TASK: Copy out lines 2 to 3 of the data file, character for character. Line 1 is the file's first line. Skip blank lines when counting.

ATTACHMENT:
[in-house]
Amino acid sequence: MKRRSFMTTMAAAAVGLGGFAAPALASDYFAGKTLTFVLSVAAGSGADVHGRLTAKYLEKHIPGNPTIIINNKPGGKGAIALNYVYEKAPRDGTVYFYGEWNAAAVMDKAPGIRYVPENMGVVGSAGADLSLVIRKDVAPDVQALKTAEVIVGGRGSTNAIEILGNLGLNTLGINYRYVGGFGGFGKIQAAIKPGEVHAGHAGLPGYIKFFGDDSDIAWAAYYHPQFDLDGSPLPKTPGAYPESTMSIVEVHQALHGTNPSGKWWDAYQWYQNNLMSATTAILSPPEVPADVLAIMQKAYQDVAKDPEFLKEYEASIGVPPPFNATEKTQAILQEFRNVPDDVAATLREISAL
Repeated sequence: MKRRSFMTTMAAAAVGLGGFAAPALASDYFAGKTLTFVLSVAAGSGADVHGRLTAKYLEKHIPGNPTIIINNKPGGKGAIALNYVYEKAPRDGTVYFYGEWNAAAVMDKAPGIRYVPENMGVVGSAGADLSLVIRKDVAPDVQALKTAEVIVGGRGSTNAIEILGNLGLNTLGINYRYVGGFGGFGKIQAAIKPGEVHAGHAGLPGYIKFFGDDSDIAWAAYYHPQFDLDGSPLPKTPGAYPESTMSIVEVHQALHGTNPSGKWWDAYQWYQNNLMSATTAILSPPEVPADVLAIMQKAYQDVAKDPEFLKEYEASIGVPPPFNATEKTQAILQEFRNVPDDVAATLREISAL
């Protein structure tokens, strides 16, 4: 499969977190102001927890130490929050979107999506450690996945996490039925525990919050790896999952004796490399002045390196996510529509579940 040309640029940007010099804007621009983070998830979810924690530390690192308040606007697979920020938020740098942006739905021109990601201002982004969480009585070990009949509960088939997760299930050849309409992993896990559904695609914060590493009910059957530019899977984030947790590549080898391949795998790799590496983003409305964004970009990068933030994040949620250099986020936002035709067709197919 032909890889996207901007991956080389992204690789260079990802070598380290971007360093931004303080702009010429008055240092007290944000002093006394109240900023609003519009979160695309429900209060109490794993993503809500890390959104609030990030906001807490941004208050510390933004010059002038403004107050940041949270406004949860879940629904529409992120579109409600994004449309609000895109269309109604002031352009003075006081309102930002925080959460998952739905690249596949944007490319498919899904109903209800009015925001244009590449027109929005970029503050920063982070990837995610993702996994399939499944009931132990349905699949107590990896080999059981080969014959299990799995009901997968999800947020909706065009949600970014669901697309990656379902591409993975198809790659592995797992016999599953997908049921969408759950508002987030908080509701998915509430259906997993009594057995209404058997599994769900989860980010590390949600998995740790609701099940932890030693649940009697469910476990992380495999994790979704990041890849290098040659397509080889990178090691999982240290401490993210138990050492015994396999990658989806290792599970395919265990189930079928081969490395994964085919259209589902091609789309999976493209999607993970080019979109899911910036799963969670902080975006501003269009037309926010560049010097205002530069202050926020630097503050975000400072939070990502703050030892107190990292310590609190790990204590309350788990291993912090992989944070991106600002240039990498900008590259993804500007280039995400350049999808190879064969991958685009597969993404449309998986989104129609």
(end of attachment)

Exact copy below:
Amino acid sequence: MKRRSFMTTMAAAAVGLGGFAAPALASDYFAGKTLTFVLSVAAGSGADVHGRLTAKYLEKHIPGNPTIIINNKPGGKGAIALNYVYEKAPRDGTVYFYGEWNAAAVMDKAPGIRYVPENMGVVGSAGADLSLVIRKDVAPDVQALKTAEVIVGGRGSTNAIEILGNLGLNTLGINYRYVGGFGGFGKIQAAIKPGEVHAGHAGLPGYIKFFGDDSDIAWAAYYHPQFDLDGSPLPKTPGAYPESTMSIVEVHQALHGTNPSGKWWDAYQWYQNNLMSATTAILSPPEVPADVLAIMQKAYQDVAKDPEFLKEYEASIGVPPPFNATEKTQAILQEFRNVPDDVAATLREISAL
Repeated sequence: MKRRSFMTTMAAAAVGLGGFAAPALASDYFAGKTLTFVLSVAAGSGADVHGRLTAKYLEKHIPGNPTIIINNKPGGKGAIALNYVYEKAPRDGTVYFYGEWNAAAVMDKAPGIRYVPENMGVVGSAGADLSLVIRKDVAPDVQALKTAEVIVGGRGSTNAIEILGNLGLNTLGINYRYVGGFGGFGKIQAAIKPGEVHAGHAGLPGYIKFFGDDSDIAWAAYYHPQFDLDGSPLPKTPGAYPESTMSIVEVHQALHGTNPSGKWWDAYQWYQNNLMSATTAILSPPEVPADVLAIMQKAYQDVAKDPEFLKEYEASIGVPPPFNATEKTQAILQEFRNVPDDVAATLREISAL